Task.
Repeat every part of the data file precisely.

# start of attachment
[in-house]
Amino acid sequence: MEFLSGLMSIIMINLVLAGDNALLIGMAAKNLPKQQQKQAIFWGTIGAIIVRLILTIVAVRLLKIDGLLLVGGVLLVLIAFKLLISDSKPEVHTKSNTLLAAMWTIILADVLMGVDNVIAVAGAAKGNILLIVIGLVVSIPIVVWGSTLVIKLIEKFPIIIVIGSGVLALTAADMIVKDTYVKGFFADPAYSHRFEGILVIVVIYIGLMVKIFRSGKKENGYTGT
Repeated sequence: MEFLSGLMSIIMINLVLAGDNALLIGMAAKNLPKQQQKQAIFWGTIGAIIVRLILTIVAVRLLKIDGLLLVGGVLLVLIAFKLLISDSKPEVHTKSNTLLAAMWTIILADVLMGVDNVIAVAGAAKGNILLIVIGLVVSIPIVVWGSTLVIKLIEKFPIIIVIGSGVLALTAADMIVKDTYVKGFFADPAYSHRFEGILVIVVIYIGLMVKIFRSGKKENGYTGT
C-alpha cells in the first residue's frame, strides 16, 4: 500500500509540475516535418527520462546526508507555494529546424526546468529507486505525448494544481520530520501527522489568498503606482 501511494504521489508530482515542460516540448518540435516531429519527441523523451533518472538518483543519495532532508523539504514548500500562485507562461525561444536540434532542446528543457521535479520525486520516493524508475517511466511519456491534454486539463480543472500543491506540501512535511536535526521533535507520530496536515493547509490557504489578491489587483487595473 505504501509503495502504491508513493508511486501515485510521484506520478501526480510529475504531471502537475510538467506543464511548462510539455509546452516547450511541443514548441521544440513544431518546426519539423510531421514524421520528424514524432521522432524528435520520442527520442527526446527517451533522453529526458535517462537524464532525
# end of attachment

[in-house]
Amino acid sequence: MEFLSGLMSIIMINLVLAGDNALLIGMAAKNLPKQQQKQAIFWGTIGAIIVRLILTIVAVRLLKIDGLLLVGGVLLVLIAFKLLISDSKPEVHTKSNTLLAAMWTIILADVLMGVDNVIAVAGAAKGNILLIVIGLVVSIPIVVWGSTLVIKLIEKFPIIIVIGSGVLALTAADMIVKDTYVKGFFADPAYSHRFEGILVIVVIYIGLMVKIFRSGKKENGYTGT
Repeated sequence: MEFLSGLMSIIMINLVLAGDNALLIGMAAKNLPKQQQKQAIFWGTIGAIIVRLILTIVAVRLLKIDGLLLVGGVLLVLIAFKLLISDSKPEVHTKSNTLLAAMWTIILADVLMGVDNVIAVAGAAKGNILLIVIGLVVSIPIVVWGSTLVIKLIEKFPIIIVIGSGVLALTAADMIVKDTYVKGFFADPAYSHRFEGILVIVVIYIGLMVKIFRSGKKENGYTGT
C-alpha cells in the first residue's frame, strides 16, 4: 500500500509540475516535418527520462546526508507555494529546424526546468529507486505525448494544481520530520501527522489568498503606482 501511494504521489508530482515542460516540448518540435516531429519527441523523451533518472538518483543519495532532508523539504514548500500562485507562461525561444536540434532542446528543457521535479520525486520516493524508475517511466511519456491534454486539463480543472500543491506540501512535511536535526521533535507520530496536515493547509490557504489578491489587483487595473 505504501509503495502504491508513493508511486501515485510521484506520478501526480510529475504531471502537475510538467506543464511548462510539455509546452516547450511541443514548441521544440513544431518546426519539423510531421514524421520528424514524432521522432524528435520520442527520442527526446527517451533522453529526458535517462537524464532525